Reliving the Zubaida Trail

Wednesday, January 13, 2021

MAKKAH: Darb Zubaida, or the Zubaida Trail, is one of the most important humanitarian and social projects of Islamic civilization. It stretches from Kufa, in Iraq, to Makkah, covering 420 kilometers inside the Kingdom alone, and was once known as a route for pilgrims and traders.

The trail was named after Zubaydah bin Jafar, wife of Caliph Harun Al-Rashid, who contributed to its construction and revival for convoys and passersby.

Ten days ago, more than 100 men and women took the initiative of reviving the Zubaida Trail, participating in a camel convoy along the historical path.

Turki Al-Muhaifer, one of the initiators, said that the project seeks to revive the heritage of the trail by charting it as it would have been in Zubaydah’s era.

“The road has an important historical dimension, which tells of a rich culture lived by our ancestors,” he told Arab News.

Al-Muhaifer explained that the road is valued for its vital role in connecting Iraq and Saudi Arabia and allowing pilgrims a passageway to Makkah to perform Umrah.
He noted that participants in the initiative started on Jan. 4 and will continue until Jan. 19, after traveling the 420 kilometers.

“We passed through several historical stops and through monuments that are still standing, despite the great passage of time,” he said.

Each day, the team wakes up early before the morning prayer. Following prayer, they have breakfast, get ready and then start off on the journey, stopping every 10 kilometers to rest. This continues until they stop for the night to sleep and repeat the process the next morning.

Thirteen nationalities were supposed to be represented in the convoy. Due to the exceptional circumstances created by the pandemic, however, that number was limited.
So far, the group has completed half the distance, traversing a variety of terrains, including rocky territory and sand.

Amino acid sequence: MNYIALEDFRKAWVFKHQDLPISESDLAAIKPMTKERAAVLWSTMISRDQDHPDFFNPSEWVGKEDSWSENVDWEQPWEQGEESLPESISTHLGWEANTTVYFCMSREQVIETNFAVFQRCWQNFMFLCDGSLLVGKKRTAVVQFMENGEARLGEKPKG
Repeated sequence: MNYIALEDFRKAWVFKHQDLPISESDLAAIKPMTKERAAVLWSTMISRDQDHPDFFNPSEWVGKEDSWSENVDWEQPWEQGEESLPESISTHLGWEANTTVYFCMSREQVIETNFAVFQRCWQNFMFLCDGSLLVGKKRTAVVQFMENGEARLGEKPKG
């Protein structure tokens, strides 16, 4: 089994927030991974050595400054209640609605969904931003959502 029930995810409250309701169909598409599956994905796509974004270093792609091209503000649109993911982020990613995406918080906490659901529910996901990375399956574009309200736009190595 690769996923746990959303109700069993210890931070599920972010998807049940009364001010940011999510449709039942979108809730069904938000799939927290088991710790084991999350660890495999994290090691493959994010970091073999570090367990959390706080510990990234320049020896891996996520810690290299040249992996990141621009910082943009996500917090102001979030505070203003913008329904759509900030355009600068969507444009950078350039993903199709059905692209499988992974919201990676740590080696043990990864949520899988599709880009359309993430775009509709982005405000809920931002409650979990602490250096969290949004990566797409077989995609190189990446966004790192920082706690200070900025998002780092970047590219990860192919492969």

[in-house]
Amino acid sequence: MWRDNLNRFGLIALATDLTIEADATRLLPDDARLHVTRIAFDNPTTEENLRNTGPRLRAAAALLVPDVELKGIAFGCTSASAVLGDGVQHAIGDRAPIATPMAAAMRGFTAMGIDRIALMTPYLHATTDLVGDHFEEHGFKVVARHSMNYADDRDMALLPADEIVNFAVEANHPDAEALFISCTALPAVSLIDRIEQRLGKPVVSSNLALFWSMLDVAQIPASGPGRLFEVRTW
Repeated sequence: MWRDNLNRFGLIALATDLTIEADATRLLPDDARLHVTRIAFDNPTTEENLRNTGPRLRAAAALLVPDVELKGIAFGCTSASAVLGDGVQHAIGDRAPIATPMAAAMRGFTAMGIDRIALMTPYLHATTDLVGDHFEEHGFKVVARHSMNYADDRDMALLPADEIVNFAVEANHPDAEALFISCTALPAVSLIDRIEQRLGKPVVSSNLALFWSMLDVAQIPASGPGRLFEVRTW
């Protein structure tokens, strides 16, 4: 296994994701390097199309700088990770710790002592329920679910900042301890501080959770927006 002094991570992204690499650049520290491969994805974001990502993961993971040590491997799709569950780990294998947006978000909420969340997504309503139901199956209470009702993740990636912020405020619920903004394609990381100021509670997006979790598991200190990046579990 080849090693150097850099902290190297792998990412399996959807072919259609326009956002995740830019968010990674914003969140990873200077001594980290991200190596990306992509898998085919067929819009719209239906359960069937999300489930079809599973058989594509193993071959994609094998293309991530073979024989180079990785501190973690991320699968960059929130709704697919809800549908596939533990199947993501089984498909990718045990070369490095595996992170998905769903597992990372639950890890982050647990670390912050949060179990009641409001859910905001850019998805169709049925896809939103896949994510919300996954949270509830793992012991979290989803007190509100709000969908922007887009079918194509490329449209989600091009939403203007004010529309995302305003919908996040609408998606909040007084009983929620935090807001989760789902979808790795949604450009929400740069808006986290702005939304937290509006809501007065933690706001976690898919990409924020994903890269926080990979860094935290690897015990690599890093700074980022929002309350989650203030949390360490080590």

“The project provides good lessons for youth and history lovers,” Al-Muhaifer said.
Fureih Al-Shamri, another member of the team, said that the main goal of the initiative is not so much to explore the Zubaida Trail as it is to shed light on this civilizational achievement, give the deserved historical and civilizational recognition to the place and encourage walking.

Al-Shamri said the unique experience was sure to delight lovers of history, archaeology, photography and the environment.

“Our goal is to allow them to practice their hobby and protect this historical heritage,” he said.

Another of the initiative’s goals is to show the world the Islamic civilization’s strong identity.

“This trail shows only a small part of the Islamic civilization and its wonderful legacy,” he said. “We are not only cameleers or shepherds, as we are portrayed in some Western media, but we are people with a rich and enduring legacy.

We had a civilization before petrol, and the Zubaida Trail is a testament to this. This road passes through stations, each containing wells and ponds. There were small markets, some of which were buried hundreds of years later, while others still exist.”

Sarah Al-Modaymagh, a businesswoman participating in the initiative, said that this is one of the most important experiences of her life. She described being part of a motivated group and traveling the Zubaida Trail as an enriching experience, encouraging physical fitness and promoting the study of culture and history.

“This initiative tells the story of a great lady who dedicated her life and effort to humanitarian and cultural work and managed to create a trail from Kufa to Makkah, despite the circumstances and hardships, in order to secure trade and Hajj routes,” she said.

She described the Zubaida Trail as a piece of “forgotten heritage” with an untold story and praised the initiative for bringing attention to it.

“It renews hope and sheds light on the story of a woman whose actions and foresightedness will last forever,” she said.